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Genesis 41

41
Joseph Interprets the King's Dreams
1After two years had passed, the king of Egypt dreamt that he was standing by the River Nile, 2when seven cows, fat and sleek, came up out of the river and began to feed on the grass. 3Then seven other cows came up; they were thin and bony. They came and stood by the other cows on the river bank, 4and the thin cows ate up the fat cows. Then the king woke up. 5He fell asleep again and had another dream. Seven ears of corn, full and ripe, were growing on one stalk. 6Then seven other ears of corn sprouted, thin and scorched by the desert wind, 7and the thin ears of corn swallowed the full ones. The king woke up and realized that he had been dreaming. 8#Dan 2.2In the morning he was worried, so he sent for all the magicians and wise men of Egypt. He told them his dreams, but no one could explain them to him.
9Then the wine steward said to the king, “I must confess today that I have done wrong. 10You were angry with the chief baker and me, and you put us in prison in the house of the captain of the guard. 11One night each of us had a dream, and the dreams had different meanings. 12A young Hebrew was there with us, a slave of the captain of the guard. We told him our dreams, and he interpreted them for us. 13Things turned out just as he said: you restored me to my position, but you executed the baker.”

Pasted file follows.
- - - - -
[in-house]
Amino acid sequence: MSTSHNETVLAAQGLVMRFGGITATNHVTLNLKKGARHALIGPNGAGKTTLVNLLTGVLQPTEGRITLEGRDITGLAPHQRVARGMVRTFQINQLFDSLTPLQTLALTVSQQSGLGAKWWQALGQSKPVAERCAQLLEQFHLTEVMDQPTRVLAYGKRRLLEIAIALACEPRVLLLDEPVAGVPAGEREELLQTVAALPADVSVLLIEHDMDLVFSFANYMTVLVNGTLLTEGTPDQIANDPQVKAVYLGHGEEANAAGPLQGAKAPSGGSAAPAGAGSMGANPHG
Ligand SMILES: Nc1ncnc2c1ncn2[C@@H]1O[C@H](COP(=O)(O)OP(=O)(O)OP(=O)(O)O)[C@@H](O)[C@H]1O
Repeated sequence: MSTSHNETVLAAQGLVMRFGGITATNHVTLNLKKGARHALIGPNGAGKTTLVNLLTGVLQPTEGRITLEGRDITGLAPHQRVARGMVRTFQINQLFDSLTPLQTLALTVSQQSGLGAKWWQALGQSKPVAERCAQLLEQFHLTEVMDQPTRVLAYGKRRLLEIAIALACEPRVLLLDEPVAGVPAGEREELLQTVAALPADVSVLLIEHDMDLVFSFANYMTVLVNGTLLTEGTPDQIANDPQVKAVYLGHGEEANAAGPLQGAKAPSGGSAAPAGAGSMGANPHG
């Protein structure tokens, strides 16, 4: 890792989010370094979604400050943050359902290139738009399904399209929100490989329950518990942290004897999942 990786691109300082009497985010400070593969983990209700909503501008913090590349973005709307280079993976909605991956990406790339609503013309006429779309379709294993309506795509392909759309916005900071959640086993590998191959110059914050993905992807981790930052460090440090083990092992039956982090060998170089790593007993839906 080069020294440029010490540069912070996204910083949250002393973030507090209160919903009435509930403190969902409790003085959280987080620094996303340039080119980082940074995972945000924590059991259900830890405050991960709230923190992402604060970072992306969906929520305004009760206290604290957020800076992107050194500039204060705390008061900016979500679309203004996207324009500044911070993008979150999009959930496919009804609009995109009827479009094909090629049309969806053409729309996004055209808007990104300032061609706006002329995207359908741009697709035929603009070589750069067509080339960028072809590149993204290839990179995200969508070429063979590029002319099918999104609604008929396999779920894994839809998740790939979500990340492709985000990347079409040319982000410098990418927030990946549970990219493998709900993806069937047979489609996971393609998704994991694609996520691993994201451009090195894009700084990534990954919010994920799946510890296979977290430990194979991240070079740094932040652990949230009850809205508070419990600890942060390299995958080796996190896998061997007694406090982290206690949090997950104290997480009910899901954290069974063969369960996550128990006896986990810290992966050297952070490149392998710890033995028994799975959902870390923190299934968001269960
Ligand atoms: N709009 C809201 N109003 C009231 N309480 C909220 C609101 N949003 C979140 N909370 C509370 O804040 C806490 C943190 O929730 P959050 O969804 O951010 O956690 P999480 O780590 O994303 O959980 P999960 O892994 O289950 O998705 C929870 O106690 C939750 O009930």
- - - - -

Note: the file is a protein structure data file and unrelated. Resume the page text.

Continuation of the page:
14The king sent for Joseph, and he was immediately brought from the prison. After he had shaved and changed his clothes, he came into the king's presence. 15The king said to him, “I have had a dream, and no one can explain it. I have been told that you can interpret dreams.”
16Joseph answered, “I cannot, Your Majesty, but God will give a favourable interpretation.”
17The king said, “I dreamt that I was standing on the bank of the Nile, 18when seven cows, fat and sleek, came up out of the river and began feeding on the grass. 19Then seven other cows came up which were thin and bony. They were the poorest cows I have ever seen anywhere in Egypt. 20The thin cows ate up the fat ones, 21but no one would have known it, because they looked just as bad as before. Then I woke up. 22I also dreamt that I saw seven ears of corn which were full and ripe, growing on one stalk. 23Then seven ears of corn sprouted, thin and scorched by the desert wind, 24and the thin ears of corn swallowed the full ones. I told the dreams to the magicians, but none of them could explain them to me.”
25Joseph said to the king, “The two dreams mean the same thing; God has told you what he is going to do. 26The seven fat cows are seven years, and the seven full ears of corn are also seven years; they have the same meaning. 27The seven thin cows which came up later and the seven thin ears of corn scorched by the desert wind are seven years of famine. 28It is just as I told you — God has shown you what he is going to do. 29There will be seven years of great plenty in all the land of Egypt. 30After that, there will be seven years of famine, and all the good years will be forgotten, because the famine will ruin the country. 31The time of plenty will be entirely forgotten, because the famine which follows will be so terrible. 32The repetition of your dream means that the matter is fixed by God and that he will make it happen in the near future.